In an amicus brief filed last week in the U.S. District Court for the District of Kansas, Oklahoma Attorney General Mike Hunter assailed the expansive interpretation of enforcement powers against state and tribal sovereigns adopted by the Consumer Financial Protection Bureau. The case is CFPB v. Golden Valley Lending, Inc., et al., No. 2:17-cv-02521 (D. Kan.).
The case was initiated by the CFPB against four tribal entities (the “Tribal Defendants”), asserting four counts under the Consumer Financial Protection Act of 2010 and two under the Truth in Lending Act. The CFPB alleges that the Tribal Defendants did not disclose annual percentage rates in connection with their advertising or caller assistance and that they serviced and collected on loans that were void ab initio under the state laws applicable to some borrowers.
The CFPB alleged in the complaint that the four Tribal Defendants “are owned and incorporated by the Habematolel Pomo of Upper Lake Indian Tribe … , a federally recognized Indian tribe located in Upper Lake, California.” The Tribal Defendants moved to dismiss, arguing (among other things) that, as tribal entities, they are immune from the CFPB’s enforcement authority.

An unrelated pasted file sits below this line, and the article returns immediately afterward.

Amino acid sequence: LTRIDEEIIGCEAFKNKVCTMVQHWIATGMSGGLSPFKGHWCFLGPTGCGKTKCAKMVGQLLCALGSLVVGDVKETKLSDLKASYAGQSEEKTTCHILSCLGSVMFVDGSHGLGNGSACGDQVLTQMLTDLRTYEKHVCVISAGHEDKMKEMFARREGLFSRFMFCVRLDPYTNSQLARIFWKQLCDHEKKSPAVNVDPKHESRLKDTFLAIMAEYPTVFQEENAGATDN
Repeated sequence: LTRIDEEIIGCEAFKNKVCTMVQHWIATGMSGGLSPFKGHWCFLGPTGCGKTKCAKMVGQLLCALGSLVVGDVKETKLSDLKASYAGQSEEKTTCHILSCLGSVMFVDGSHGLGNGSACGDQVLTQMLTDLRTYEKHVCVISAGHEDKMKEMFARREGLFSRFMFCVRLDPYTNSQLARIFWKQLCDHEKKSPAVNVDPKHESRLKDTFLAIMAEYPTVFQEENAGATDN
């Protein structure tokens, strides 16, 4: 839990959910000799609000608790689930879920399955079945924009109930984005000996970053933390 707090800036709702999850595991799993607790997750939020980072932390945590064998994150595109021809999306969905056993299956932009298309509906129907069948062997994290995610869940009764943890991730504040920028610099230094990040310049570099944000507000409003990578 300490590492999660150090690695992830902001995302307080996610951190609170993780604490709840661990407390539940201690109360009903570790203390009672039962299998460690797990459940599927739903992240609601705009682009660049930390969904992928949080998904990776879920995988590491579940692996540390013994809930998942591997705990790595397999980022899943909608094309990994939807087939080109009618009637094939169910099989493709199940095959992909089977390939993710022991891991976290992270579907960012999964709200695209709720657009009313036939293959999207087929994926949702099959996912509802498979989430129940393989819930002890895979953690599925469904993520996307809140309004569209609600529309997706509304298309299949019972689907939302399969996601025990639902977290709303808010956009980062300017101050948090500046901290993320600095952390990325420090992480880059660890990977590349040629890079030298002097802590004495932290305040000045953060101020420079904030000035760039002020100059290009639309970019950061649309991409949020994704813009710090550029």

Hunter’s amicus brief focuses on the state’s concern that the CFPB could try to extend its jurisdiction over sovereign states just as it is trying with sovereign tribes. Oklahoma argues that the CFPB’s position “is without textual support, bad policy, and contrary to our system of federalism and the separation of powers. It is also against the express binding precedent of the U.S. Supreme Court and the Tenth Circuit, which decline to assume that generally applicable statutes apply to Indian tribes in the absence of clear statutory intent.”
The state points out that, if the CFPB’s expansive interpretation were to prevail, various financial services offered by Oklahoma – including “student loan programs, credit unions, and other endeavors” – could come within the CFPB’s enforcement authority. According to its amicus brief, “Oklahoma therefore has a very good reason to push back against the CFPB, as its actions threaten the State’s institutions and diminish its sovereignty, as well as that of others in our federal system.”
Briefing remains open on the Tribal Defendants’ motion to dismiss, with the CFPB’s response due December 11 and the Tribal Defendants’ reply due January 15. We will continue to monitor the case for further developments.